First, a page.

HEARTBREAK: The forgotten cost of bushfires

Dead stock on a property near Jugiong in NSW. Photo: JAY CRONAN James Douglas (front) and his dad, Les, stand in the burnt land of their Big Springs property. Picture: Oscar Colman

Farmers have taken a financial and emotional hit from the bushfires ravaging NSW, with livestock losses potentially into the tens of thousands.

A NSW Department of Primary Industries spokesperson said initial figures pointed to a loss of 10,000 animals, most of which are sheep.

However, it will be some time before the final figures are known and the damage bill is tallied.

Farmer James Douglas suffered significant losses when fire hit his Waverly Run property near Big Springs, south of Wagga Wagga, on Saturday night.

With the help of his wife Jacinda, Mr Douglas filled and hooked a water tanker to his ute and drove towards the fire in a desperate attempt to save the 5000 sheep on the property.

“I went to save a mob of sheep but I had to leave them behind – I couldn’t believe how fast the fire was,” Mr Douglas said.

“The flames were only five metres away from me.”

By Sunday, 1100 sheep, valued at $110,000, were dead. However that number is expected to rise, with many sheep unable to walk because of burns to their feet.

Mr Douglas and his father, Les, have had the heartbreaking task of killing all the injured sheep.

Both described the horror of about 500 of the animals pushed up against each other at a fence, blackened and “barbecued” as they became stuck when the fire closed in.

WIRES volunteer Storm Stanfordsaid high temperatures and humidity led to the death of many animals.

“Yesterday we lost over one thousand flying foxes at a camp at Bomaderry Creek in Nowra,” she said. “Most of the flying foxes were nursing babies and the heat and humidity just proved too much.”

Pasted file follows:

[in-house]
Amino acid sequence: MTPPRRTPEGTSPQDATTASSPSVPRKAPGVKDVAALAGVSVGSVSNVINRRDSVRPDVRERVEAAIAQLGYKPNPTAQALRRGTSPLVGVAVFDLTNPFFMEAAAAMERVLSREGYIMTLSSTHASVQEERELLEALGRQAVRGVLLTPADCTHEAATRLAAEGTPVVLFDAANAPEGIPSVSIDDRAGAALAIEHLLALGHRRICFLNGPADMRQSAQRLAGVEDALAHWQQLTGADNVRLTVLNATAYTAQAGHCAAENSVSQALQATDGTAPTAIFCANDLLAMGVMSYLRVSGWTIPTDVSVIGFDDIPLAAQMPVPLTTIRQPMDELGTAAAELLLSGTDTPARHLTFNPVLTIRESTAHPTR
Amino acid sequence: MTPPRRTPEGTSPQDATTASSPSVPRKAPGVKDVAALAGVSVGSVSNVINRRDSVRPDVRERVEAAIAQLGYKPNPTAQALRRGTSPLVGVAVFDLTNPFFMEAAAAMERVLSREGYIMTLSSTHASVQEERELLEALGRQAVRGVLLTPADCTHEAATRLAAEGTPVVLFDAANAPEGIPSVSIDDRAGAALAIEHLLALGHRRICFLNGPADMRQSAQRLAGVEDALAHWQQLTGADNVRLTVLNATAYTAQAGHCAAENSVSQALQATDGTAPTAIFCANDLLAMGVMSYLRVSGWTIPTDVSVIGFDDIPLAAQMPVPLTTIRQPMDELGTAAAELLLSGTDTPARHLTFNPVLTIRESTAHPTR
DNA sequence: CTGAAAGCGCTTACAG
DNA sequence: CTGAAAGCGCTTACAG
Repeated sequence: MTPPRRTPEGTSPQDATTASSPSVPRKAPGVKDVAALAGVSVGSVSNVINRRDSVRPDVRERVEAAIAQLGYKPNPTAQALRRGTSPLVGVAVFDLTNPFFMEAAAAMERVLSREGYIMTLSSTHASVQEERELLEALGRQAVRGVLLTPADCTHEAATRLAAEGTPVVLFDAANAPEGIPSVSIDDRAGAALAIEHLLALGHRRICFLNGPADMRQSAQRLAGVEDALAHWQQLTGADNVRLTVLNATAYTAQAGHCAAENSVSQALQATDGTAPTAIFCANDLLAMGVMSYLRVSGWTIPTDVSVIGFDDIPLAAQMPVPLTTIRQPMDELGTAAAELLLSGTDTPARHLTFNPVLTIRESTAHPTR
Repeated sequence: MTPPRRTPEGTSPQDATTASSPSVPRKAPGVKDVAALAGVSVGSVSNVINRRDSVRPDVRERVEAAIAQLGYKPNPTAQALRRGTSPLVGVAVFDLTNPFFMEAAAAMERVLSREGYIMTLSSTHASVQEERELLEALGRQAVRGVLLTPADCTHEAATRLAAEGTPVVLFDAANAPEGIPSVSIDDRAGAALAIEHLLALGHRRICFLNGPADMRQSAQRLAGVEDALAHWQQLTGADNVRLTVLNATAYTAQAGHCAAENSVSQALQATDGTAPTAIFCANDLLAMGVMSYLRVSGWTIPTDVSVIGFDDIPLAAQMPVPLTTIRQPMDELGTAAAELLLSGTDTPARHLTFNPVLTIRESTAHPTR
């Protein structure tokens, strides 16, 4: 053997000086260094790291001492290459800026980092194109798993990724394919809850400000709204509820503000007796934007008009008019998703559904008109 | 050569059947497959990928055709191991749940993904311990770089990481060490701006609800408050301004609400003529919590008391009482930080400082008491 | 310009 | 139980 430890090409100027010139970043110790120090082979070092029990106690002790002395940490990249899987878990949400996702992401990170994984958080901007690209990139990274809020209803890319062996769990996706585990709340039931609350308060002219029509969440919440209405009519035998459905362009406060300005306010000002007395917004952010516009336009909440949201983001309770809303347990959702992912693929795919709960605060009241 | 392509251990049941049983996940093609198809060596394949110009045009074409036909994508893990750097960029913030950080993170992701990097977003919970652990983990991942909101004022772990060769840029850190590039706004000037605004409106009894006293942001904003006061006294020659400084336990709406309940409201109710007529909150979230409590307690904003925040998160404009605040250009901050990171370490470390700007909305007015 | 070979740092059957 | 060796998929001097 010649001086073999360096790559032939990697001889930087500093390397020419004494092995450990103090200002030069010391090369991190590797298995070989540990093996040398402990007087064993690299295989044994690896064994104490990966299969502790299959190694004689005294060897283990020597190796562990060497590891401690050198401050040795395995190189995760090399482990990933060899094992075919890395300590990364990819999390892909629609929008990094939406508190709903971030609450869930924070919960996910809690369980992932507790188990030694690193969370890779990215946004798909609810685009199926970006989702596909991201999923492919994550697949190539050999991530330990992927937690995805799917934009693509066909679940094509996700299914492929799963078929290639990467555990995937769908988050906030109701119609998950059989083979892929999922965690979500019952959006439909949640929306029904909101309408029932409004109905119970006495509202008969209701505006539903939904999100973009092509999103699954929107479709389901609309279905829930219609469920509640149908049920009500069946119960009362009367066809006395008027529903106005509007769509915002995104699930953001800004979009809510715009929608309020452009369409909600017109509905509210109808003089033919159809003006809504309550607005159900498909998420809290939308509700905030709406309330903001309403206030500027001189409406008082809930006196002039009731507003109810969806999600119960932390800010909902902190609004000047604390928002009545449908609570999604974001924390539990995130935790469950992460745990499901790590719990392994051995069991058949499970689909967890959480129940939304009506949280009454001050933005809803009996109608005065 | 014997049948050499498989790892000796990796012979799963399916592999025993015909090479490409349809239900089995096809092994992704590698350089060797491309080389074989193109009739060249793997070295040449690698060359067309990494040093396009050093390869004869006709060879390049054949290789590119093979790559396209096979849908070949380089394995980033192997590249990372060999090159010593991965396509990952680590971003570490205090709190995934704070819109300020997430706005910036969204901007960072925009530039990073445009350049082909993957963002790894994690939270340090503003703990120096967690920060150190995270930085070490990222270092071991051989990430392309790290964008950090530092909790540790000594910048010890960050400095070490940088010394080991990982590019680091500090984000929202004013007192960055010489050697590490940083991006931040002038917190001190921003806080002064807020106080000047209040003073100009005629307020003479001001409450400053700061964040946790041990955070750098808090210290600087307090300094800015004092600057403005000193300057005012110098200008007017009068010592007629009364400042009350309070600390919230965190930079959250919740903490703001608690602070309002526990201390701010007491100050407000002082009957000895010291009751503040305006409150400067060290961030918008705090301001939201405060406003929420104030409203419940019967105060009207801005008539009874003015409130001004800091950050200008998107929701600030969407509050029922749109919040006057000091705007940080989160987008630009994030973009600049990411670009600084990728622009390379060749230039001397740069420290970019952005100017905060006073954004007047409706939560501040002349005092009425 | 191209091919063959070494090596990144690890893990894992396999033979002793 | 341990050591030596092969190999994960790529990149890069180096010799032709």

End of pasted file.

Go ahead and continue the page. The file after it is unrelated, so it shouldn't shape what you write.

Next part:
Volunteers were able to rescue some of the baby flying foxes and sent them toSydney for care.

NSW Farmers Association policy director Angus Gidley-Baird said that with fires still burning across the state, the true impact on livestockmay not be known for weeks.

He said that many members are part of their local NSW Rural Fire Service and still hadn’t had a chance to get back to their farms to properly survey the damage.

“The real trauma and stress will hit when farmers get a chance to go back to their properties, count how much livestock and feed they lost, how much fencing they lost and how much crop they need tore-sow” Mr Gidley-Baird said.

He stressed that while the NSW RFS had done a brilliant job battling fires, the damage done would be an issue for farmers for months to come.

“People need to remember that while the fires are only in the media for a couple of days, the heartache and recovery for those affected will be a yearlong process,” Mr Gidley-Baird said.

“That said, most farmers are pretty resilient. They are tough people and they will find a way to get through this.’’

NSW Primary Industries Minister Katrina Hodgkinson, who is the state MP for the fire-ravaged area near Yass, said many sheep were injured in addition to the 10,000 believed killed.

“If you have one injured by fire, they have to be destroyed and that is one of the most heartbreaking things a farmer has to do as part of his job,” she said.

Fires in NSW have consumed 131,000 hectares of land so far.

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